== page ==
About Trans Fats

By | Jul 19, 2007

1. The official term is Trans Fatty Acids and is a type of unsaturated fat. While naturally occurring, most of them are created as a side effect of partial hydrogenation of plant oils. Partial hydrogenation changes a fat’s molecular structure so that it raises its melting point and reduces rancidity.

2. About 100 years ago it was learned that liquid oils could be converted to solid fats by the process called hydrogenation. The procedure is hydrogen is added to the liquid oil gradually until it is harden.

3. Scientific evidence has shown that the consumption of trans fats can raise low-density lipoprotein (bad cholesterol). This increases the risk of coronary disease.

4. Beginning in January 2006 food manufacturers in the United States were required to list trans fats on their product labels. The requirement is to list trans fat on a separate line, under saturated fat. The FDA regulatory chemical definition for trans fatty acids is all unsaturated fatty acids that contain one or more isolated double bonds in a trans configuration.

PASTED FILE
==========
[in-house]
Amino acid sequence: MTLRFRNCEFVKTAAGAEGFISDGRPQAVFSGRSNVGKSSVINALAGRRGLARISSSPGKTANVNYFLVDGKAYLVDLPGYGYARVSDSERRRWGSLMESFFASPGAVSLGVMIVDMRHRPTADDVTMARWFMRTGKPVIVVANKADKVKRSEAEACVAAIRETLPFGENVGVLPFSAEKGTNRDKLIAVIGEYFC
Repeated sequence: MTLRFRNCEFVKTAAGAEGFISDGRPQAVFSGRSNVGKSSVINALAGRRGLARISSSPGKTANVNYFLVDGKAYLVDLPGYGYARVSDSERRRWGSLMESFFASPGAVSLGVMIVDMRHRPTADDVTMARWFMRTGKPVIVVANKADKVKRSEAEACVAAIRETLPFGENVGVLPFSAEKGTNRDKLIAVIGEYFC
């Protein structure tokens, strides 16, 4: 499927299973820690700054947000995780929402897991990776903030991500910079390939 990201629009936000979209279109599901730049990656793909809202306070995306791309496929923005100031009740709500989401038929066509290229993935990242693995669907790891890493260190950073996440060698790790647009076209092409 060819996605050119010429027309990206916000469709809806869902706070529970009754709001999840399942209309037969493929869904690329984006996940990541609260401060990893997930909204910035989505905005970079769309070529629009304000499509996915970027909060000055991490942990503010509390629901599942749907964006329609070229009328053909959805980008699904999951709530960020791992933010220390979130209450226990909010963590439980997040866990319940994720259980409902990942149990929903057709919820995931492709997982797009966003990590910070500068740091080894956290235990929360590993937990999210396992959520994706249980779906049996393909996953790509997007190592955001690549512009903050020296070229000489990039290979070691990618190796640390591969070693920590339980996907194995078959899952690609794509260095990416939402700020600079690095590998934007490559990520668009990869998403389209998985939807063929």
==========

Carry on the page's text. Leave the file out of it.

5. There is an organization called Ban Trans Fats working towards banning the use of Trans Fats in America’s restaurant. Their website is bantransfats.com.

6. Tiburon California was the first American city to ban trans fats in the town’s restaurants. Tiburon is located on the San Francisco Bay and is near Sausalito. The City of New York followed and others are considering the ban.


Thank You for Reading

Leave a Comment

If you would like to make a comment, please fill out the form below.

Name (required)

Email (required)



WordPress Themes by DBT - Copyright © 2007-2017 6 Things To Consider. All Rights Reserved.